Prime Minister Yingluck Shinawatra has promised that the government will try to bring living cost down after it has cut oil prices. However, she confirms that the government will still support people to use gasohol.
Speaking about some consumer goods whose prices remain the same despite the reduced oil prices, Ms Yingluck stated that the reduction is only the beginning of efforts to curb consumer prices. She said her deputy Kittirat Na Ranong will seek talks with many entrepreneurs to seek cooperation on the issue.
Asked if the government will order the private sector to comply with its demand or not after some private bus operators still refuse to cut bus fare, the prime minister responded that she preferred to use negotiations while prices of some products must be floated according to the market mechanism.
Regarding the policy to increase the difference between benzene and gasohol prices to support alternative energy, Ms Yingluck responded that the government actually wants to support gasohol in the long term, but so far, the oil price structure had not been allowed to develop according to the market mechanism.
The prime minister explained that three types of oil now have their prices reduced, but the true objective of the government is to reduce living cost for people; therefore, several strategies will be used to adjust product prices in line with the market mechanism.
Ms Yingluck reaffirmed that the government will support people to use gasohol. Asked if the government will cut gasohol prices, she replied that it is possible as Energy Minister Pichai Naripthaphan and Finance Minister Thirachai Phuvanatnaranubala will bring the issue to the cabinet.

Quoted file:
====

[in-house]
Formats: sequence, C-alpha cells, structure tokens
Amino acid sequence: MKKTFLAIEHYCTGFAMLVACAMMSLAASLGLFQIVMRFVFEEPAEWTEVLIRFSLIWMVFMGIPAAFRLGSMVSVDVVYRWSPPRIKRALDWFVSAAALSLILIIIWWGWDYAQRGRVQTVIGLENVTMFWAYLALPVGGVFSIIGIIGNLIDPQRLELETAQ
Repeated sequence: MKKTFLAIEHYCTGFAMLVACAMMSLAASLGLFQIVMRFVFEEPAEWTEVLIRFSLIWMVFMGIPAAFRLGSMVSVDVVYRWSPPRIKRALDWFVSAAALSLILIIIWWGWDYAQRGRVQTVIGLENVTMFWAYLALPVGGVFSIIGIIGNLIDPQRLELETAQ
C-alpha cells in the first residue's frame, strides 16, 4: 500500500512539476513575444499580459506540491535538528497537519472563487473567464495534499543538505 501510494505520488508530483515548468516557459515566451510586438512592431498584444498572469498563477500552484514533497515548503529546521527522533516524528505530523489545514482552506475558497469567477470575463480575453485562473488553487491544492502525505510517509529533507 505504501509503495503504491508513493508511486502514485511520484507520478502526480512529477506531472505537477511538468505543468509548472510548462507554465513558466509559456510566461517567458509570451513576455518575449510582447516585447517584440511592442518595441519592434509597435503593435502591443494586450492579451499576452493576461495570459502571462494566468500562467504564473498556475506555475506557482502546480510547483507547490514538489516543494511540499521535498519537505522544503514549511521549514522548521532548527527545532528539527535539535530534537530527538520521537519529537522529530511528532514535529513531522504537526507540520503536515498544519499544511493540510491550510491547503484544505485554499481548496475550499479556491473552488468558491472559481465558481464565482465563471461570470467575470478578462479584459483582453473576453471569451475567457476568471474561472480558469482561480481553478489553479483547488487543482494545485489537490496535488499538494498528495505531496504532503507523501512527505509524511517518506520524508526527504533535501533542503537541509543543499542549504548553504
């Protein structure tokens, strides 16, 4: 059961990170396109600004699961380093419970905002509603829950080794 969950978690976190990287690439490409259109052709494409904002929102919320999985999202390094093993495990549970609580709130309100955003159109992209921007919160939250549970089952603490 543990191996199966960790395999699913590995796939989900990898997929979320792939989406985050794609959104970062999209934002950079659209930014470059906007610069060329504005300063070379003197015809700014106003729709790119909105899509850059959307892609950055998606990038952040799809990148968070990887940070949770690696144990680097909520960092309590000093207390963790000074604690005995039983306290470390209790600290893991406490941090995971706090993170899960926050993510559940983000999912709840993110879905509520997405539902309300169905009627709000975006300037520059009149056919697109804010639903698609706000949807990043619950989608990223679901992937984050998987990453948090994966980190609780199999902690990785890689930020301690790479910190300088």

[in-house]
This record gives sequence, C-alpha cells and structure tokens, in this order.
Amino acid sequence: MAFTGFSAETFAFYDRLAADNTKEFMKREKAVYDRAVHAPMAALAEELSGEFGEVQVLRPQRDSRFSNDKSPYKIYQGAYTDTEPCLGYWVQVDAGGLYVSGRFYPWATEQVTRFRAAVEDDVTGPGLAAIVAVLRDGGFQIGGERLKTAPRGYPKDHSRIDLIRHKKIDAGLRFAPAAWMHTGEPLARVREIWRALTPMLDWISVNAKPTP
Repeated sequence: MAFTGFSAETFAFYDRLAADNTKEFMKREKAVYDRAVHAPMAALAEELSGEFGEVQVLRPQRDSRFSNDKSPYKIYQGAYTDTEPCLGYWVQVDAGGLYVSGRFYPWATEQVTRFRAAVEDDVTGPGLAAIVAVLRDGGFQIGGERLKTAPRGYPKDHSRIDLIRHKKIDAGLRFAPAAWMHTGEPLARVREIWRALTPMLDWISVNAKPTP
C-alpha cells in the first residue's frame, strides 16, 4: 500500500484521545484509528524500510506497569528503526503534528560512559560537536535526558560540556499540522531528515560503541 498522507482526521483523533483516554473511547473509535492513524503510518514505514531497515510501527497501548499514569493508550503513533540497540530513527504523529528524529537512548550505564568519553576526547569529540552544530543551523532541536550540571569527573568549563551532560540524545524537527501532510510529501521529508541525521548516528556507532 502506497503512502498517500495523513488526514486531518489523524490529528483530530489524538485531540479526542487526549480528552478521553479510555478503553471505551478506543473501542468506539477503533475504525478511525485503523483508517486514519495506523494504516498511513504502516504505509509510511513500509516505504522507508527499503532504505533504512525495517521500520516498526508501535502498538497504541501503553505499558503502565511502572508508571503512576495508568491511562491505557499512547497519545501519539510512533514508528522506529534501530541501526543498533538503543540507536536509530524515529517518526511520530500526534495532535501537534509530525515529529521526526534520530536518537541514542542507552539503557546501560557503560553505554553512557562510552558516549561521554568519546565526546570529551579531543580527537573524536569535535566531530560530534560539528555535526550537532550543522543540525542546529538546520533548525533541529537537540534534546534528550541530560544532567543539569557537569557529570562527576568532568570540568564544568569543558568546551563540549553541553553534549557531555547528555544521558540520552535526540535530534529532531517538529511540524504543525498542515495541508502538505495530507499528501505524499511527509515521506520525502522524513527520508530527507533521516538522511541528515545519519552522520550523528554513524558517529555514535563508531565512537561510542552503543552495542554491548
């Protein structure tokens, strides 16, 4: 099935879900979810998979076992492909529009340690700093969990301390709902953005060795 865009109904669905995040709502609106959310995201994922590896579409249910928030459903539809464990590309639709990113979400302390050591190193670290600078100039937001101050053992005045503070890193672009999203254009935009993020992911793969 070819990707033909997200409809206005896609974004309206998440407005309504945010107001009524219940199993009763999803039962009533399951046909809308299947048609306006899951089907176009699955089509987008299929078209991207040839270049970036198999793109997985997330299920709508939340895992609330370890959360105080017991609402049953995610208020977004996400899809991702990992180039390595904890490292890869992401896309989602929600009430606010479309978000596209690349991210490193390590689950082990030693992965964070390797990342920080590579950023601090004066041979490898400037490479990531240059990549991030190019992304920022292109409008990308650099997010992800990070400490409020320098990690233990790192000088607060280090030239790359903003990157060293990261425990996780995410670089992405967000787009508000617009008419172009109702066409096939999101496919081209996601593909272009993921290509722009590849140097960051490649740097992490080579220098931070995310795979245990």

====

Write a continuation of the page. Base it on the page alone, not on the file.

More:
Pheu Thai-led government cut in Oil Fund levies to stem rising cost of living.
But questions have risen concerning the consequences and the long term viability of such populist policy.
In return for a boost to consumer confidence and the party’s popularity, tax cuts on pretrol is spreading public doubts about the country’s commitment to renewable energy.
As part of the alternative energy policy, since 2007 Thailand has encouraged both consumers and petrol retailers to migrate to ethanol types, called gasohol, to reduce imports
In its latest editorial, Thai Newspaper Thai Rath questions
We wonder whether the government has done a careful study before slashing contributions by refineries to the Oil Fund, causing prices at the pump to go down by as much as 8 baht a litre last Saturday.
According to Energy Minister Pichai Naripthaphan, contributions and value-added tax have been cut by 3 baht a litre for diesel, 7.17 baht for 91 octane petrol and 8.02 baht for 95 octane petrol.
PM Yingluck Shinawatra said the cuts were part of the government’s policy commitments announced in Parliament last week, and would help ease expenses for the public.
While the temporary price cuts are welcomed by car users, we are concerned about their impact on the country’s development of alternative fuels, particularly farmers who grow crops for bio-fuel.
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